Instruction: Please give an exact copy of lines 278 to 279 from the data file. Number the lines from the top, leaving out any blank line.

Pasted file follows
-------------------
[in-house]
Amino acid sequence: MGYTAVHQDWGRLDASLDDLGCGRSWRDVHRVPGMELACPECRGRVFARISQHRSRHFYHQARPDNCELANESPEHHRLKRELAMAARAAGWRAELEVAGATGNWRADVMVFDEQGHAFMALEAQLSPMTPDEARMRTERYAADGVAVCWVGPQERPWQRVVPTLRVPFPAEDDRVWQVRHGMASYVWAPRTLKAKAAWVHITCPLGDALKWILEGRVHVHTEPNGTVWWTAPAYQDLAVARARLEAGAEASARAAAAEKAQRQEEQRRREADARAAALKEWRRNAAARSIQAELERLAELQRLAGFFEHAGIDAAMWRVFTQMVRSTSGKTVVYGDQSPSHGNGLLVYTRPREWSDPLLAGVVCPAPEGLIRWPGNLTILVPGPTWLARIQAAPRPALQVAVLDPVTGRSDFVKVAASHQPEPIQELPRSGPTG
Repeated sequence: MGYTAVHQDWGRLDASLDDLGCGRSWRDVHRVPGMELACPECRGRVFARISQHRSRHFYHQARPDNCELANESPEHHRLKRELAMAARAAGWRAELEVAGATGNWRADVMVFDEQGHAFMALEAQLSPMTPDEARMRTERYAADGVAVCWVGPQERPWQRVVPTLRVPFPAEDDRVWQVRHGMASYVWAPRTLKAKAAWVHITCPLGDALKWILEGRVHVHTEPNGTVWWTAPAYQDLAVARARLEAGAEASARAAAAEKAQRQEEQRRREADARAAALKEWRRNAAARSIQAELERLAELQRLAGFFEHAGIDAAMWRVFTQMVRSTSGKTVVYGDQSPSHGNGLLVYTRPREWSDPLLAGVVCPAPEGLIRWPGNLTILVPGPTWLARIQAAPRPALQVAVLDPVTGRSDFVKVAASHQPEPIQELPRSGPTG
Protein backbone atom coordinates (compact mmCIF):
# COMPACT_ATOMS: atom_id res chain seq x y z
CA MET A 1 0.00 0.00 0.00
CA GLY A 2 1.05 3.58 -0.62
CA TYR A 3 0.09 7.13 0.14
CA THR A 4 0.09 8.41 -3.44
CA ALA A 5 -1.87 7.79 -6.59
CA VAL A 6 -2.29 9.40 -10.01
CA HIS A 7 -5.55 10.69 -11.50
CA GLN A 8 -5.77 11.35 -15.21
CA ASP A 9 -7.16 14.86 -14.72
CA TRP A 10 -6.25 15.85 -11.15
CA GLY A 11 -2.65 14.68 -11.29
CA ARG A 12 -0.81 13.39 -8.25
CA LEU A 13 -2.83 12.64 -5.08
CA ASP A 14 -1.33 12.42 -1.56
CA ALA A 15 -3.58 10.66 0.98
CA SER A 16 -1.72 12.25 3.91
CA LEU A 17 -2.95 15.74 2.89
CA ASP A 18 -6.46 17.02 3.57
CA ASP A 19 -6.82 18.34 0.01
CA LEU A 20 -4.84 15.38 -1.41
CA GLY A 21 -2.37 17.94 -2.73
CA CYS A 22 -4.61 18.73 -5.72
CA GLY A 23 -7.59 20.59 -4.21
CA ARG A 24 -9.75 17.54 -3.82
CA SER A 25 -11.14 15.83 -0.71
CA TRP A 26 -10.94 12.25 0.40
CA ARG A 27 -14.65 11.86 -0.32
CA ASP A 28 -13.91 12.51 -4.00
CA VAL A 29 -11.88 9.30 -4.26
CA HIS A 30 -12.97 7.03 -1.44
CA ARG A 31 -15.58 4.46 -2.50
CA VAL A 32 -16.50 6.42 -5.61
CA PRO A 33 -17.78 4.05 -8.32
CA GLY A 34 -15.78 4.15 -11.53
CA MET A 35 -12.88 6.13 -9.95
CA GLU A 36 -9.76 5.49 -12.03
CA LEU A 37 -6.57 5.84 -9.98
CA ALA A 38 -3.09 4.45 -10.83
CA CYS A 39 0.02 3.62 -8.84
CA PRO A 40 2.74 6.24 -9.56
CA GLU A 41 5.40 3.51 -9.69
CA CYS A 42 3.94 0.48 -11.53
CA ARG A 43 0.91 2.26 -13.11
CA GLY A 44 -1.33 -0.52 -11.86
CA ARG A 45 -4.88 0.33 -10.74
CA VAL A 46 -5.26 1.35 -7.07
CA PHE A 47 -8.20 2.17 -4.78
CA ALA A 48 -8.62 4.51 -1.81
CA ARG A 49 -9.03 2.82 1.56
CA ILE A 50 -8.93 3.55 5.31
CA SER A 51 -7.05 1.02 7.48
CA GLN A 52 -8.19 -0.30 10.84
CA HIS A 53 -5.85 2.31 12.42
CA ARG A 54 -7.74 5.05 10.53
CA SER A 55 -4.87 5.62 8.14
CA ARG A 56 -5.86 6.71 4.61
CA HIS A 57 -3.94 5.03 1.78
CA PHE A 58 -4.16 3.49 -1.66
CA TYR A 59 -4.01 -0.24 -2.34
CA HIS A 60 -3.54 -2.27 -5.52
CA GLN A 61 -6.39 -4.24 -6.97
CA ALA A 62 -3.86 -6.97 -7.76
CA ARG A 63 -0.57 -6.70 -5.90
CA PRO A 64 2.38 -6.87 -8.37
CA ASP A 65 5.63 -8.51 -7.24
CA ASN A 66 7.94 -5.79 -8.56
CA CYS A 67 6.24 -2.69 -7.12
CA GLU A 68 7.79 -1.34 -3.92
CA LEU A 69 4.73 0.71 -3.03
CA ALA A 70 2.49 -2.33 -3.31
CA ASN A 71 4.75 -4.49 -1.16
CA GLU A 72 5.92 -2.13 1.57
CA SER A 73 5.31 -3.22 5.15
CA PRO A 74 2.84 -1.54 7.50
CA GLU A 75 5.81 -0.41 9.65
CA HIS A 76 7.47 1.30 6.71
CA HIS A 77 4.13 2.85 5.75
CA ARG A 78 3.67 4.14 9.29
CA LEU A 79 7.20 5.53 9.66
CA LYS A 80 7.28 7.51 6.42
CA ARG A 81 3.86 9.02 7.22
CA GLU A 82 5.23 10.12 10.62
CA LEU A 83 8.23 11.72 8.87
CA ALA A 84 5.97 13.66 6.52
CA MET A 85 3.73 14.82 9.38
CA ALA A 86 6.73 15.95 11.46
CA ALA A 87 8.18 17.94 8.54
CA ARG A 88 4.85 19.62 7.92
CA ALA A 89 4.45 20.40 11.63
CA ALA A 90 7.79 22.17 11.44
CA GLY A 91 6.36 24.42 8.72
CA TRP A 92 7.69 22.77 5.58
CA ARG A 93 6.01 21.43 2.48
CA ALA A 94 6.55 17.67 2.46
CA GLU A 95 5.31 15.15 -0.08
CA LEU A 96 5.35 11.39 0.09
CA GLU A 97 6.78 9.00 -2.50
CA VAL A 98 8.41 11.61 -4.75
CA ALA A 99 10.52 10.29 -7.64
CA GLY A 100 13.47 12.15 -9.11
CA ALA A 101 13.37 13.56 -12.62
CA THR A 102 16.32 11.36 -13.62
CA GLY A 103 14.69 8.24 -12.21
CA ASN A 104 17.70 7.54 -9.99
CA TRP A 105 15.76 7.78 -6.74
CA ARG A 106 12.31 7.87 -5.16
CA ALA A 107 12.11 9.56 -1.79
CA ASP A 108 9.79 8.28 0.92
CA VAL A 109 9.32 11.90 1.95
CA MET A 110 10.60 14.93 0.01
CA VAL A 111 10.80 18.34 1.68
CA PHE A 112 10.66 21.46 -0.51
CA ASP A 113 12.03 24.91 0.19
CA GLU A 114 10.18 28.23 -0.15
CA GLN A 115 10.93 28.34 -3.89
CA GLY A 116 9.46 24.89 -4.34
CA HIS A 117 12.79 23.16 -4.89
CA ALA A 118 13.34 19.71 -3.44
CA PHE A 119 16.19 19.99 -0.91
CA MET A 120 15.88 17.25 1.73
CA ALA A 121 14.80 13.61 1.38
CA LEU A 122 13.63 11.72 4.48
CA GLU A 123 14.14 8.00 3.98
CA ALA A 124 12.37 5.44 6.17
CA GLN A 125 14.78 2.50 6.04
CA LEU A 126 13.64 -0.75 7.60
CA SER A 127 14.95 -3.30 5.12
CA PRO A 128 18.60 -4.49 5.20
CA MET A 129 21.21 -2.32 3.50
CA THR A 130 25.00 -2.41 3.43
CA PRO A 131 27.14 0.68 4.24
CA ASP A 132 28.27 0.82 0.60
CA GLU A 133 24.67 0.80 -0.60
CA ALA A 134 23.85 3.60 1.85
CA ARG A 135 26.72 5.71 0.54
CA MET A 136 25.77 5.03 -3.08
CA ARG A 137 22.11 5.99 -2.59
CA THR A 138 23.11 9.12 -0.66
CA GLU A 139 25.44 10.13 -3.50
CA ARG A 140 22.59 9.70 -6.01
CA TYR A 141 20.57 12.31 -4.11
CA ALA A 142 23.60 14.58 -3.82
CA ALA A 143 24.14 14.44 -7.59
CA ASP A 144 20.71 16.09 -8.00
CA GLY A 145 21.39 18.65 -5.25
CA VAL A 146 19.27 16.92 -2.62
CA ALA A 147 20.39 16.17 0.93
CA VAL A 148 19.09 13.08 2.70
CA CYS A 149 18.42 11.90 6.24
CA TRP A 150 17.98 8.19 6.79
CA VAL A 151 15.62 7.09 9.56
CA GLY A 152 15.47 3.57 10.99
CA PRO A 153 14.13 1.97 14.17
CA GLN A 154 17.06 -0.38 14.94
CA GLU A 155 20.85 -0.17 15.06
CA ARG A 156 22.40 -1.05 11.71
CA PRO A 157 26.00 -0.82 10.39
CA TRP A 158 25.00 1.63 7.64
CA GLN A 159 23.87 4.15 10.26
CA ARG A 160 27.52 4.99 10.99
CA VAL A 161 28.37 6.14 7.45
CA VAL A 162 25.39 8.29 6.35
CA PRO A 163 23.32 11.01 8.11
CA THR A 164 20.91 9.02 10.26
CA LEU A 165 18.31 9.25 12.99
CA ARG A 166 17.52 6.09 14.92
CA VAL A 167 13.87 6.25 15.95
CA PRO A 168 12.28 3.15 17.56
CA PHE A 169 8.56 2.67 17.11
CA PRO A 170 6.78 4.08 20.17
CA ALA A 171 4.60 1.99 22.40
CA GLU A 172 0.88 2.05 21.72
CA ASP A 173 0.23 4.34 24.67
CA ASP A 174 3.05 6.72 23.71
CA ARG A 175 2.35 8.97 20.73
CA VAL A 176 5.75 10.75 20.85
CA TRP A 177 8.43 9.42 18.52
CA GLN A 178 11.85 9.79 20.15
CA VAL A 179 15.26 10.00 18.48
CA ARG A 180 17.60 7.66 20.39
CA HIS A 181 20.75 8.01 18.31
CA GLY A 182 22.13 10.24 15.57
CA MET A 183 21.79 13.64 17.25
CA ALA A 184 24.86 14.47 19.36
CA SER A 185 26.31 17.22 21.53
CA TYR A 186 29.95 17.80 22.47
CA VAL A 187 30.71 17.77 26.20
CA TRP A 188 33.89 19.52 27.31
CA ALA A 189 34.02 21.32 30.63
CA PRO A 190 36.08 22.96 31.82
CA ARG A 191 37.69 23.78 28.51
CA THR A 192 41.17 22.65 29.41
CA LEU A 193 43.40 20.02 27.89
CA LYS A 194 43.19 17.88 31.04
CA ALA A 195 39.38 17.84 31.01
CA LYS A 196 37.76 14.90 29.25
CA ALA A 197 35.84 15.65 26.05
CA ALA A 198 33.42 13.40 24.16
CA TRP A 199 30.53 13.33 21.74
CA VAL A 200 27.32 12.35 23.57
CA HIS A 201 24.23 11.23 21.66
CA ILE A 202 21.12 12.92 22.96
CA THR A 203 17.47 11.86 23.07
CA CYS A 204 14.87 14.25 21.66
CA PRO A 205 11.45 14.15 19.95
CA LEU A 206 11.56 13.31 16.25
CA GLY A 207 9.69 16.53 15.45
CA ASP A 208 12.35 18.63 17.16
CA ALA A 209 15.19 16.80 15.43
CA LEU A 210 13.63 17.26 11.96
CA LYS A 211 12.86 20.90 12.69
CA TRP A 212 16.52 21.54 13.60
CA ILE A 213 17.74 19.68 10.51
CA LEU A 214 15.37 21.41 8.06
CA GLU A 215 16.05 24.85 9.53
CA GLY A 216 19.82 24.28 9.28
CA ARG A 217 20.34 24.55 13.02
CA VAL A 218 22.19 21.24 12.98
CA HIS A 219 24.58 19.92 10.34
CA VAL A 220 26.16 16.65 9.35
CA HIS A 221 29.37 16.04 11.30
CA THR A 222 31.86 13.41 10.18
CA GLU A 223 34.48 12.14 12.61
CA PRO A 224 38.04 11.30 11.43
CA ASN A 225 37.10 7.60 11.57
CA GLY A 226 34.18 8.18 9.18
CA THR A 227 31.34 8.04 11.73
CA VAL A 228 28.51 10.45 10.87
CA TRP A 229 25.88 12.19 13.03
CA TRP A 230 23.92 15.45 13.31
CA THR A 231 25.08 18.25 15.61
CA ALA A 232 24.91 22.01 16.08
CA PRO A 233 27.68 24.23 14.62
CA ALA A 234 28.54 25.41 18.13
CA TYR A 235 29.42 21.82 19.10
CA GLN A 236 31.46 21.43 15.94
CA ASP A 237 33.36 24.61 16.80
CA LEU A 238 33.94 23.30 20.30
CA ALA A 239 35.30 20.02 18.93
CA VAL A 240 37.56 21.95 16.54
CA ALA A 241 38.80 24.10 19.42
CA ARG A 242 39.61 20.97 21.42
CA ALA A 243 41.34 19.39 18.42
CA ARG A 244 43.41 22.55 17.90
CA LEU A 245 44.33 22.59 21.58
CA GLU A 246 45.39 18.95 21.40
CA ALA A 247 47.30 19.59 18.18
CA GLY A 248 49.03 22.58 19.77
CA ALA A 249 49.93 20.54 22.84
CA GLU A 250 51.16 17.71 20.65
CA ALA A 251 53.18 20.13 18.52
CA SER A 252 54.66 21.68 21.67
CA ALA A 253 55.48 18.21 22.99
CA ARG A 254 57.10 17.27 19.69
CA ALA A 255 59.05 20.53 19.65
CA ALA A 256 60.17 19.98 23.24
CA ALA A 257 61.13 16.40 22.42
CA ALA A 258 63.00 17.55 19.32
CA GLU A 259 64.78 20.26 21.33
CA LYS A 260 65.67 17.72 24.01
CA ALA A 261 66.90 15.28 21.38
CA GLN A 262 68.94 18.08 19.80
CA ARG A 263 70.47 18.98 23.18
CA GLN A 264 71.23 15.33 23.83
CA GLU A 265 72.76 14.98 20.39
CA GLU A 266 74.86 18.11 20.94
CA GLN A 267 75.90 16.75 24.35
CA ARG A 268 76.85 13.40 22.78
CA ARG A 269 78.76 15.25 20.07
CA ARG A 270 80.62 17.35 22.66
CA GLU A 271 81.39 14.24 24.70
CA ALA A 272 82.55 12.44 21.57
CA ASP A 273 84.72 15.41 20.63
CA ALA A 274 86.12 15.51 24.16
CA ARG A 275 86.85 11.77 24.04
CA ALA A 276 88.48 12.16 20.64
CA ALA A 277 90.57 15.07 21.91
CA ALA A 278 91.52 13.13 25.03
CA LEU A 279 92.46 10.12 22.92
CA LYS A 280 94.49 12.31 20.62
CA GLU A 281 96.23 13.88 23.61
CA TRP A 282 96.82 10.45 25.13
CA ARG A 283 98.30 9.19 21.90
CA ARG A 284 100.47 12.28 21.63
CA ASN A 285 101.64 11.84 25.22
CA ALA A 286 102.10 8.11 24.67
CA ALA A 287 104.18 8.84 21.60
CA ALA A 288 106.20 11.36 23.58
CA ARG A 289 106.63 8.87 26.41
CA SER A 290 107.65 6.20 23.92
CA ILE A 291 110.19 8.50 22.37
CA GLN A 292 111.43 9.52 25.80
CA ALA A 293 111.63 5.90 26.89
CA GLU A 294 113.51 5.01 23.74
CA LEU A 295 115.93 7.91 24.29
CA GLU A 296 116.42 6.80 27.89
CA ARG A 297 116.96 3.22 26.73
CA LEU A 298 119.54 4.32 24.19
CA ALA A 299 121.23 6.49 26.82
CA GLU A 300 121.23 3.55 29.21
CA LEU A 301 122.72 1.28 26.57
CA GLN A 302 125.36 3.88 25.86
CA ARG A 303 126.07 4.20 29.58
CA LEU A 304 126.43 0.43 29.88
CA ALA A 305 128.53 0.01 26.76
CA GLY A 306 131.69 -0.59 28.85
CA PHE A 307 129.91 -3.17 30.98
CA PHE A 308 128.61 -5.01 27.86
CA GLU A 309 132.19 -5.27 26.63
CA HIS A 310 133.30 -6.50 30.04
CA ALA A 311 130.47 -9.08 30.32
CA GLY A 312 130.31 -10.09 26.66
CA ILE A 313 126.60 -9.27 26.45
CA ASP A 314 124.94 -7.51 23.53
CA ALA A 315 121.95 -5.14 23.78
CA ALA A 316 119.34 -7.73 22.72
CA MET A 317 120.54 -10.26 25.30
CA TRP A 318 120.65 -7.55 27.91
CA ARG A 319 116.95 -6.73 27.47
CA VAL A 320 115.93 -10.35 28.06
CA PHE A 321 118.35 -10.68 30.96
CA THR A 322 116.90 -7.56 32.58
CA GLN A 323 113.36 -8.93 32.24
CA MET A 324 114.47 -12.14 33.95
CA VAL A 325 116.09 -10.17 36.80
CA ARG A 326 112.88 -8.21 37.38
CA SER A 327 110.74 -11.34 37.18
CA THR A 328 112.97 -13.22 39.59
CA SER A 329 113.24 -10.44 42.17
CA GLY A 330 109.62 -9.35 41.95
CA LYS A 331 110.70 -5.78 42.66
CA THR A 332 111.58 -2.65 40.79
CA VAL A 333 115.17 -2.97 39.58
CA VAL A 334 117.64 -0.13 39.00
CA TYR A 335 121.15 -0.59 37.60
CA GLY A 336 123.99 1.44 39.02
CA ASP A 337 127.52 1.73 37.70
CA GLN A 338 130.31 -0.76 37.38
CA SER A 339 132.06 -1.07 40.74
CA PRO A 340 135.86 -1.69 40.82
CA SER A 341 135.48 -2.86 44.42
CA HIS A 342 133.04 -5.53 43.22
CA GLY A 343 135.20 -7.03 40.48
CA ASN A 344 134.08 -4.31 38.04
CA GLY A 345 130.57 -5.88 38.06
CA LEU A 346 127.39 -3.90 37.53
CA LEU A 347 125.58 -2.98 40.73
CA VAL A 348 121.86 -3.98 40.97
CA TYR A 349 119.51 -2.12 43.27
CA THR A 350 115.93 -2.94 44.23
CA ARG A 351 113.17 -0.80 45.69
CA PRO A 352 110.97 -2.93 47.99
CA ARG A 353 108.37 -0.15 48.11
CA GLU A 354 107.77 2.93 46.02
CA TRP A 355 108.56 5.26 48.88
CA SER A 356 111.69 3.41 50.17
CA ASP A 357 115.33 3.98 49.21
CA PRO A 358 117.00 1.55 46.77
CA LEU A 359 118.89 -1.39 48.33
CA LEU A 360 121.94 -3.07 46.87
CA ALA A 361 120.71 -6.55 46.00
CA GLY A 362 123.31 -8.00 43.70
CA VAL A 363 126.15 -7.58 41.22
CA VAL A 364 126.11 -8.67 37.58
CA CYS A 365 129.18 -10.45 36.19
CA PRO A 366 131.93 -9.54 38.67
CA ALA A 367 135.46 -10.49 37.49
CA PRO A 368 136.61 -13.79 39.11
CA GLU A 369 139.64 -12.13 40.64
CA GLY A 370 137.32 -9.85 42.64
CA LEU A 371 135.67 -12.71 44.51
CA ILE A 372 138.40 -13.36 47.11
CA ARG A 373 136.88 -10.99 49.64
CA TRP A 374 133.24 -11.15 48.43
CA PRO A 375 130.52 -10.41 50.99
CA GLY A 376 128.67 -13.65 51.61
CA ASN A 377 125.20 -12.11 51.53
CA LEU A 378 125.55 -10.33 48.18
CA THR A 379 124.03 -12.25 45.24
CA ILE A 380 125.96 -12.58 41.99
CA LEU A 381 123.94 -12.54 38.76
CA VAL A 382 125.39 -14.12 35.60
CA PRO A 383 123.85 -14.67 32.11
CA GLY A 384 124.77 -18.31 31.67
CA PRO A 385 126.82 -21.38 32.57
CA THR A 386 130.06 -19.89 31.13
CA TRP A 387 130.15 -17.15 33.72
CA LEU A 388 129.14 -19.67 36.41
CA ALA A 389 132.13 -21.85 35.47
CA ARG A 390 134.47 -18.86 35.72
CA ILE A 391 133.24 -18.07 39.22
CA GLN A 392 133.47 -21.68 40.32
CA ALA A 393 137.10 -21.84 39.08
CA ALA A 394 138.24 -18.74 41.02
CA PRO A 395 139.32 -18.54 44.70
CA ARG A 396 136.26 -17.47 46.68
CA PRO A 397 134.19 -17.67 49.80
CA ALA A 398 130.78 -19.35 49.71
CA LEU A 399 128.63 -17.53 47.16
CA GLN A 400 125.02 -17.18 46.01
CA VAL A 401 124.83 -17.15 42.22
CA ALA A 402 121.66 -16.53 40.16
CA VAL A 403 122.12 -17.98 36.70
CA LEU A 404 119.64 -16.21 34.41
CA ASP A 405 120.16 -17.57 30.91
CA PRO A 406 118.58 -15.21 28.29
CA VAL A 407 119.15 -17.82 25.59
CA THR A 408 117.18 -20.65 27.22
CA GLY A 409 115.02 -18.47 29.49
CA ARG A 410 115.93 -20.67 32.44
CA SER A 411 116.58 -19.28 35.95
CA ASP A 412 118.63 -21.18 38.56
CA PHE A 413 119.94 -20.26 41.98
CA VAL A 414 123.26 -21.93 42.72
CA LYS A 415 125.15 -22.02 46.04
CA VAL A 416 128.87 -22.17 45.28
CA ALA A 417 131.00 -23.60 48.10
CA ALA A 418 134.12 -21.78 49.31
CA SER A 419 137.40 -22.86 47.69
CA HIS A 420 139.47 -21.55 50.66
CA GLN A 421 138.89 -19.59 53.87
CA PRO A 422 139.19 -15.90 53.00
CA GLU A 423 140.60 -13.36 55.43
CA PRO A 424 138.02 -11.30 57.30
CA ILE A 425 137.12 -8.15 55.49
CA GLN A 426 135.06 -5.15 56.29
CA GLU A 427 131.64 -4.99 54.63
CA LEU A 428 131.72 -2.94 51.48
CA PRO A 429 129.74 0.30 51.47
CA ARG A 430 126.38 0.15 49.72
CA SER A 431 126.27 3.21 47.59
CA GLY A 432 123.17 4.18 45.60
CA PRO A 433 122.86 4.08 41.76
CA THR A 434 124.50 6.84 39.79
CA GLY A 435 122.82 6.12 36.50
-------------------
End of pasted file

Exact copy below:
CA ASP A 273 84.72 15.41 20.63
CA ALA A 274 86.12 15.51 24.16